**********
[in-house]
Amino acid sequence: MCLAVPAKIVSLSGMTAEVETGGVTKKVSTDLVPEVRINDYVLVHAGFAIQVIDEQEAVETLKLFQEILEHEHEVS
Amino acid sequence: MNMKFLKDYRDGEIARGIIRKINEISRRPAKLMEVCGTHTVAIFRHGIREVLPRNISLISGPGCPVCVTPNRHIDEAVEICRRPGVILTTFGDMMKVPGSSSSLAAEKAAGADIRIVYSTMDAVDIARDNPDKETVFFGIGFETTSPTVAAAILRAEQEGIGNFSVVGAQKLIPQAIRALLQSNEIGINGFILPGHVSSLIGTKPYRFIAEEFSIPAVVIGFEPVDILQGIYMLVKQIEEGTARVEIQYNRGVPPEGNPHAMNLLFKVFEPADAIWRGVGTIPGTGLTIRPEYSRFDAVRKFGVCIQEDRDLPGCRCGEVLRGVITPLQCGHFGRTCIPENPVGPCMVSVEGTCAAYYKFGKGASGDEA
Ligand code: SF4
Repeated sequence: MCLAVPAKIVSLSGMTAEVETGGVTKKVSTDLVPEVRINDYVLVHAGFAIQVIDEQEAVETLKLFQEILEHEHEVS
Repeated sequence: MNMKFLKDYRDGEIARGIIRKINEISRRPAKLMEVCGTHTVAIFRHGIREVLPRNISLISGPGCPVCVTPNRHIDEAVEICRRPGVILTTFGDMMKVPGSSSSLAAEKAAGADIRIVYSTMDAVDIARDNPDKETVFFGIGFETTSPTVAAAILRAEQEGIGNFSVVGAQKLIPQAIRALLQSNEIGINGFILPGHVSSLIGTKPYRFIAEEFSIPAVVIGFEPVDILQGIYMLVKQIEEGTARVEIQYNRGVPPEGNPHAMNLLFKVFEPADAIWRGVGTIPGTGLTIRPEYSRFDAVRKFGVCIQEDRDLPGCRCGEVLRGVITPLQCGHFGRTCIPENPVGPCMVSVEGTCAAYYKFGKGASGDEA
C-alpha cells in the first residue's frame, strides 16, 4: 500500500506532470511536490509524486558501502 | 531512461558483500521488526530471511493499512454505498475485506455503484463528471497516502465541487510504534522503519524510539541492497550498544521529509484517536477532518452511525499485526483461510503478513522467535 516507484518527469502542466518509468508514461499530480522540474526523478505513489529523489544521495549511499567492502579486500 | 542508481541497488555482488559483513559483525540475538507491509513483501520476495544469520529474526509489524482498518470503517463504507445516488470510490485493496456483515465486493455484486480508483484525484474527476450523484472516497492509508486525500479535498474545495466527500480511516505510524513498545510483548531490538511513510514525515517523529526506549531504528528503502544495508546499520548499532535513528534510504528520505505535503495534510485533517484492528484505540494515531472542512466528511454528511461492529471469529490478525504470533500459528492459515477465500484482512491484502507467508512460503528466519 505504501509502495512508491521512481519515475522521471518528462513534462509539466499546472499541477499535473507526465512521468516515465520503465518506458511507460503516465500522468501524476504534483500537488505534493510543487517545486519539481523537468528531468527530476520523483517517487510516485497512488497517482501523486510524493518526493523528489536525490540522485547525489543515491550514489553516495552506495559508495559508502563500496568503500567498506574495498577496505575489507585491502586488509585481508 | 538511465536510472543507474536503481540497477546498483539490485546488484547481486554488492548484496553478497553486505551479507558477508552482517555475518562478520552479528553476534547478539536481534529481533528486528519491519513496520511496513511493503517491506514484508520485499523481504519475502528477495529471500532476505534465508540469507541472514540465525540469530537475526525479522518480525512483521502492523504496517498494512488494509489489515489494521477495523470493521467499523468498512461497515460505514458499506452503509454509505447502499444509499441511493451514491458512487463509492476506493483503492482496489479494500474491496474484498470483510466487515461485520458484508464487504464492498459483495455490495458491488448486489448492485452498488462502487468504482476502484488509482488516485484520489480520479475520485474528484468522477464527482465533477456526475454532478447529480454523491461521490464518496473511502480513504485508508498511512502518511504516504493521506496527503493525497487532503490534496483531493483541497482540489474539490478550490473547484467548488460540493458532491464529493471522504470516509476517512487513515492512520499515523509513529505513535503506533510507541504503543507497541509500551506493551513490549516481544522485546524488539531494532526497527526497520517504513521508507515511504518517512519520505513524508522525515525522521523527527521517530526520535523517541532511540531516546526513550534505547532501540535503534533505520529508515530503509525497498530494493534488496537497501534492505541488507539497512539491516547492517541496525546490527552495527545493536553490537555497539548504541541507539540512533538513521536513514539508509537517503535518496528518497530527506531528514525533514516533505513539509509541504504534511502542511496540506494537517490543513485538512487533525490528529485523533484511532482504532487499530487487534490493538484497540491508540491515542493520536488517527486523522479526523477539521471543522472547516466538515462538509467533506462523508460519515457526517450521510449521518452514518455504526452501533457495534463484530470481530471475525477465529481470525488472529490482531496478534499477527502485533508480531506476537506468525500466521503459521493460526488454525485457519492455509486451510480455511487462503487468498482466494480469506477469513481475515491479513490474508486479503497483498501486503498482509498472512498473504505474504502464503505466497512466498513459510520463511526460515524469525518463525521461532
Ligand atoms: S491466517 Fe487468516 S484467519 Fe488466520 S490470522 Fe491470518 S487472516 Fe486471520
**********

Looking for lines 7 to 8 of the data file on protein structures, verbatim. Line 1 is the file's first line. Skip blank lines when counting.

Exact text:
C-alpha cells in the first residue's frame, strides 16, 4: 500500500506532470511536490509524486558501502 | 531512461558483500521488526530471511493499512454505498475485506455503484463528471497516502465541487510504534522503519524510539541492497550498544521529509484517536477532518452511525499485526483461510503478513522467535 516507484518527469502542466518509468508514461499530480522540474526523478505513489529523489544521495549511499567492502579486500 | 542508481541497488555482488559483513559483525540475538507491509513483501520476495544469520529474526509489524482498518470503517463504507445516488470510490485493496456483515465486493455484486480508483484525484474527476450523484472516497492509508486525500479535498474545495466527500480511516505510524513498545510483548531490538511513510514525515517523529526506549531504528528503502544495508546499520548499532535513528534510504528520505505535503495534510485533517484492528484505540494515531472542512466528511454528511461492529471469529490478525504470533500459528492459515477465500484482512491484502507467508512460503528466519 505504501509502495512508491521512481519515475522521471518528462513534462509539466499546472499541477499535473507526465512521468516515465520503465518506458511507460503516465500522468501524476504534483500537488505534493510543487517545486519539481523537468528531468527530476520523483517517487510516485497512488497517482501523486510524493518526493523528489536525490540522485547525489543515491550514489553516495552506495559508495559508502563500496568503500567498506574495498577496505575489507585491502586488509585481508 | 538511465536510472543507474536503481540497477546498483539490485546488484547481486554488492548484496553478497553486505551479507558477508552482517555475518562478520552479528553476534547478539536481534529481533528486528519491519513496520511496513511493503517491506514484508520485499523481504519475502528477495529471500532476505534465508540469507541472514540465525540469530537475526525479522518480525512483521502492523504496517498494512488494509489489515489494521477495523470493521467499523468498512461497515460505514458499506452503509454509505447502499444509499441511493451514491458512487463509492476506493483503492482496489479494500474491496474484498470483510466487515461485520458484508464487504464492498459483495455490495458491488448486489448492485452498488462502487468504482476502484488509482488516485484520489480520479475520485474528484468522477464527482465533477456526475454532478447529480454523491461521490464518496473511502480513504485508508498511512502518511504516504493521506496527503493525497487532503490534496483531493483541497482540489474539490478550490473547484467548488460540493458532491464529493471522504470516509476517512487513515492512520499515523509513529505513535503506533510507541504503543507497541509500551506493551513490549516481544522485546524488539531494532526497527526497520517504513521508507515511504518517512519520505513524508522525515525522521523527527521517530526520535523517541532511540531516546526513550534505547532501540535503534533505520529508515530503509525497498530494493534488496537497501534492505541488507539497512539491516547492517541496525546490527552495527545493536553490537555497539548504541541507539540512533538513521536513514539508509537517503535518496528518497530527506531528514525533514516533505513539509509541504504534511502542511496540506494537517490543513485538512487533525490528529485523533484511532482504532487499530487487534490493538484497540491508540491515542493520536488517527486523522479526523477539521471543522472547516466538515462538509467533506462523508460519515457526517450521510449521518452514518455504526452501533457495534463484530470481530471475525477465529481470525488472529490482531496478534499477527502485533508480531506476537506468525500466521503459521493460526488454525485457519492455509486451510480455511487462503487468498482466494480469506477469513481475515491479513490474508486479503497483498501486503498482509498472512498473504505474504502464503505466497512466498513459510520463511526460515524469525518463525521461532
Ligand atoms: S491466517 Fe487468516 S484467519 Fe488466520 S490470522 Fe491470518 S487472516 Fe486471520